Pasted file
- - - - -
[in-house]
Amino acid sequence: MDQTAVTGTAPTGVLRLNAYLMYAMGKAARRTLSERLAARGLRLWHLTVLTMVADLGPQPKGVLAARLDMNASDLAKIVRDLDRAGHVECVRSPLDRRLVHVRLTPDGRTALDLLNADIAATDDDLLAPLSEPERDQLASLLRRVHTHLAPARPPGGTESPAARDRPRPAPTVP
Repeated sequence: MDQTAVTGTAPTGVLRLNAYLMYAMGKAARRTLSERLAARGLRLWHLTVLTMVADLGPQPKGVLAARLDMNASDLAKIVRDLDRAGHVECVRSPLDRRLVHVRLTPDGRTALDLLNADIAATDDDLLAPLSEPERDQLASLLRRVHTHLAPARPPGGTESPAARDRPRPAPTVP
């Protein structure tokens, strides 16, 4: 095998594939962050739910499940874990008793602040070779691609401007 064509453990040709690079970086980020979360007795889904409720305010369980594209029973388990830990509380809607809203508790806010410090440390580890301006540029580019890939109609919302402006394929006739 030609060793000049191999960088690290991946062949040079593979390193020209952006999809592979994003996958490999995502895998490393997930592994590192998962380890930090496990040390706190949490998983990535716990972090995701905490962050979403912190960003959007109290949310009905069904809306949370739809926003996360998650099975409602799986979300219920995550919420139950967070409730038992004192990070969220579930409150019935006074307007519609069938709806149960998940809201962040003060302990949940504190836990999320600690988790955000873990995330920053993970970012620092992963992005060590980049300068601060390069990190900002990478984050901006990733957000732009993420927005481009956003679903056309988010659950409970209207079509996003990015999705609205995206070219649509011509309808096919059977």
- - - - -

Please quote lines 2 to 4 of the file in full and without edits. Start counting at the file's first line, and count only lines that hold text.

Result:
Amino acid sequence: MDQTAVTGTAPTGVLRLNAYLMYAMGKAARRTLSERLAARGLRLWHLTVLTMVADLGPQPKGVLAARLDMNASDLAKIVRDLDRAGHVECVRSPLDRRLVHVRLTPDGRTALDLLNADIAATDDDLLAPLSEPERDQLASLLRRVHTHLAPARPPGGTESPAARDRPRPAPTVP
Repeated sequence: MDQTAVTGTAPTGVLRLNAYLMYAMGKAARRTLSERLAARGLRLWHLTVLTMVADLGPQPKGVLAARLDMNASDLAKIVRDLDRAGHVECVRSPLDRRLVHVRLTPDGRTALDLLNADIAATDDDLLAPLSEPERDQLASLLRRVHTHLAPARPPGGTESPAARDRPRPAPTVP
């Protein structure tokens, strides 16, 4: 095998594939962050739910499940874990008793602040070779691609401007 064509453990040709690079970086980020979360007795889904409720305010369980594209029973388990830990509380809607809203508790806010410090440390580890301006540029580019890939109609919302402006394929006739 030609060793000049191999960088690290991946062949040079593979390193020209952006999809592979994003996958490999995502895998490393997930592994590192998962380890930090496990040390706190949490998983990535716990972090995701905490962050979403912190960003959007109290949310009905069904809306949370739809926003996360998650099975409602799986979300219920995550919420139950967070409730038992004192990070969220579930409150019935006074307007519609069938709806149960998940809201962040003060302990949940504190836990999320600690988790955000873990995330920053993970970012620092992963992005060590980049300068601060390069990190900002990478984050901006990733957000732009993420927005481009956003679903056309988010659950409970209207079509996003990015999705609205995206070219649509011509309808096919059977």